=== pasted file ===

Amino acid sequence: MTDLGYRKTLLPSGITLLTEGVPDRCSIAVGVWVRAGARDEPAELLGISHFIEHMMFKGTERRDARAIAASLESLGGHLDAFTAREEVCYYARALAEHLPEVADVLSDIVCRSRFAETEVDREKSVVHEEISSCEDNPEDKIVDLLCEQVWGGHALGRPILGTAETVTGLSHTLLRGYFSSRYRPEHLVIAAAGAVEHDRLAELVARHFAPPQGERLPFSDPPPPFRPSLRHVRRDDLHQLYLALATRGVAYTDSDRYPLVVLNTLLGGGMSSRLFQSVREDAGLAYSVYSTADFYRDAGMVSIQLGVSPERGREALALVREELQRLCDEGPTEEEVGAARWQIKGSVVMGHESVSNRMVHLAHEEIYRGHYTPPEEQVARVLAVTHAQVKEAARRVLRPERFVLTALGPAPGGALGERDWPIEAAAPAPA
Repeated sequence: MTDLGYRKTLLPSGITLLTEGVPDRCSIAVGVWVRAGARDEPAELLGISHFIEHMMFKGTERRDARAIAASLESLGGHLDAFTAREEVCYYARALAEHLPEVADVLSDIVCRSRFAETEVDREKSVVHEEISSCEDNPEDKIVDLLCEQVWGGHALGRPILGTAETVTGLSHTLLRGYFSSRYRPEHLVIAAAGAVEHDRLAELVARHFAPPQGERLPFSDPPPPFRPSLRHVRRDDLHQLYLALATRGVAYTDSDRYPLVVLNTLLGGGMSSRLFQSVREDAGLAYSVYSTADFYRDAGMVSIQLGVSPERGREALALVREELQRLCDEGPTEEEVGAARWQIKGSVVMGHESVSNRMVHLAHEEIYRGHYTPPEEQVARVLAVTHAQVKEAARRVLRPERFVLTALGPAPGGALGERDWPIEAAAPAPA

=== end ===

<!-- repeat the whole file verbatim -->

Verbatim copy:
Amino acid sequence: MTDLGYRKTLLPSGITLLTEGVPDRCSIAVGVWVRAGARDEPAELLGISHFIEHMMFKGTERRDARAIAASLESLGGHLDAFTAREEVCYYARALAEHLPEVADVLSDIVCRSRFAETEVDREKSVVHEEISSCEDNPEDKIVDLLCEQVWGGHALGRPILGTAETVTGLSHTLLRGYFSSRYRPEHLVIAAAGAVEHDRLAELVARHFAPPQGERLPFSDPPPPFRPSLRHVRRDDLHQLYLALATRGVAYTDSDRYPLVVLNTLLGGGMSSRLFQSVREDAGLAYSVYSTADFYRDAGMVSIQLGVSPERGREALALVREELQRLCDEGPTEEEVGAARWQIKGSVVMGHESVSNRMVHLAHEEIYRGHYTPPEEQVARVLAVTHAQVKEAARRVLRPERFVLTALGPAPGGALGERDWPIEAAAPAPA
Repeated sequence: MTDLGYRKTLLPSGITLLTEGVPDRCSIAVGVWVRAGARDEPAELLGISHFIEHMMFKGTERRDARAIAASLESLGGHLDAFTAREEVCYYARALAEHLPEVADVLSDIVCRSRFAETEVDREKSVVHEEISSCEDNPEDKIVDLLCEQVWGGHALGRPILGTAETVTGLSHTLLRGYFSSRYRPEHLVIAAAGAVEHDRLAELVARHFAPPQGERLPFSDPPPPFRPSLRHVRRDDLHQLYLALATRGVAYTDSDRYPLVVLNTLLGGGMSSRLFQSVREDAGLAYSVYSTADFYRDAGMVSIQLGVSPERGREALALVREELQRLCDEGPTEEEVGAARWQIKGSVVMGHESVSNRMVHLAHEEIYRGHYTPPEEQVARVLAVTHAQVKEAARRVLRPERFVLTALGPAPGGALGERDWPIEAAAPAPA